Even a plotter like me can find that the story we begin is not the story we finish. Stories wander. Characters take other directions. Some minor characters take over. The theme drifts as we find we don’t deliver on what we set up at all and yet we’re paying off some whole other idea.
None of this is a bad thing. This is all part of the story process and, actually, I find it is usually a very good thing. It means the story is taking on a life of its own. Whether it’s you as a writer or you have a writer working on it, there are new inspirations and ideas at work. All this will help the story fresh and exciting.
But at a certain point, the story has to be unified. You can’t let it stay one story at the beginning and another at the end. This is for many reasons but possibly the most important of all is that, for an ending to satisfy, the entire story needs to have been going there from the beginning, whether the audience realises it consciously or not.
So you have to go back and see your story parts for what they are. You have to look at your themes, how your characters are working. And then you have some serious decisions to make – is the story you’re telling at the end better than the one you started with? If so, you go back and replot that beginning, always keeping in mind where it now has to go. If not, you need to keep the opening stuff that you love and keep your story on track as you get to a new ending that really delivers. Or you may end up with somewhere in between (although mixing two good ideas does not always lead to a great idea). Whatever you choose, you have some work to do.
This is easy in a short children’s TV episode. One thing I love about kids’ TV work is that it really isn’t a big deal to throw out huge chunks of your story. The damage done and amount you need to fix is never so much that you can’t be brave about changing story direction. A feature film, on the other hand? That’s hard. And I can’t imagine what it must be like to have to fix a novel in this scenario. When you’re dealing with a long story, my advice is to make a new bullet point outline of your story. Lots of screenwriters do this on cards and that works well. Whatever breakdown you began with, dump that and make one based on what you now actually have.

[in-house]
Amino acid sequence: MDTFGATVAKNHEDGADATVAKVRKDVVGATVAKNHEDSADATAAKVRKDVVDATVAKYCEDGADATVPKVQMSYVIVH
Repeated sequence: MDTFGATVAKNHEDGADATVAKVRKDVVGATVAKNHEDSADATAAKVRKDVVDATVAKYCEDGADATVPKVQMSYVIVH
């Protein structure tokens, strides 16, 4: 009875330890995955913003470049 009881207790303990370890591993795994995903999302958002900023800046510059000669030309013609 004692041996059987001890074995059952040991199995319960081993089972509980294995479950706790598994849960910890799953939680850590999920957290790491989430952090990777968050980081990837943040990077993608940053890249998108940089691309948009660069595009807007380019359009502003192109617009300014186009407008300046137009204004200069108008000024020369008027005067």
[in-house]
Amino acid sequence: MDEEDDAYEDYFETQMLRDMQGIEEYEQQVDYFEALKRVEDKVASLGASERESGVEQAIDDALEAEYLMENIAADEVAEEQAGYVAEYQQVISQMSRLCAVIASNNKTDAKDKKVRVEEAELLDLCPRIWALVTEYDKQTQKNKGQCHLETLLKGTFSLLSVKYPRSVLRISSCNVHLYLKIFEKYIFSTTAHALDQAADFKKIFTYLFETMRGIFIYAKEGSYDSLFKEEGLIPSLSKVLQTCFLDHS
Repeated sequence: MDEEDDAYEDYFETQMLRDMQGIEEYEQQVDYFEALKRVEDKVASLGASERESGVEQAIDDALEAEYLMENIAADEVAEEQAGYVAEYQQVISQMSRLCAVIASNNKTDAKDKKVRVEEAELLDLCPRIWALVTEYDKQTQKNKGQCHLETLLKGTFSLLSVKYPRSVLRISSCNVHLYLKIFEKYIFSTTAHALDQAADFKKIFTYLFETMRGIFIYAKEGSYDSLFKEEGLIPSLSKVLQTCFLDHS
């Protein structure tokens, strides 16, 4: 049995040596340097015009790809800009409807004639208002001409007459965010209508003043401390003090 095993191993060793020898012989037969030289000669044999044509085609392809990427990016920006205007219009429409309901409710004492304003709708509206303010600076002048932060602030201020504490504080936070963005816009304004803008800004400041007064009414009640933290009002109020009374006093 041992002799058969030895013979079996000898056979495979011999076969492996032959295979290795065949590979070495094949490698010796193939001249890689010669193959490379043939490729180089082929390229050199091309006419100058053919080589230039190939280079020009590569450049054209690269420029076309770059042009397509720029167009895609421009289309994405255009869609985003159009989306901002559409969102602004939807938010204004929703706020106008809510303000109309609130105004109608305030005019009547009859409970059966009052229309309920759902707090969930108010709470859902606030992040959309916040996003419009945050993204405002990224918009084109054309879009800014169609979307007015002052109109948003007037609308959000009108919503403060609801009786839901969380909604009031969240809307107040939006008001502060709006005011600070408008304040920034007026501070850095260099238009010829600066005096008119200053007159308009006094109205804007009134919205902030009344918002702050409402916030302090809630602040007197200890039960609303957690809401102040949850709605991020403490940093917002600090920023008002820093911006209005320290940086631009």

When you have identified the parts you need to fix, get rid of them. Remove them from your outline completely. Why? Because if you leave them and try instead to just amend them, you’ll do this half-assed because every fibre of your being will want to keep the older stuff. Get rid of them completely. Now you know where your gaps are.
With your new aims very clearly marked out – I would always have them in front of me (theme, character arcs and so on) – retell your story. Work through it, filling in the gaps in your outline bit by bit. If all goes well, this should actually be easier than the first time you told your story because you’ll have those clear aims.
When you have a new start to finish story, go back to your draft and delete all the same parts you deleted in your outline. Completely. Gone. Replace those big chunks with the notes from your new story outline. And now just write! Fill in the gaps.
When you hit your final draft, the story you begin must be the story you finish.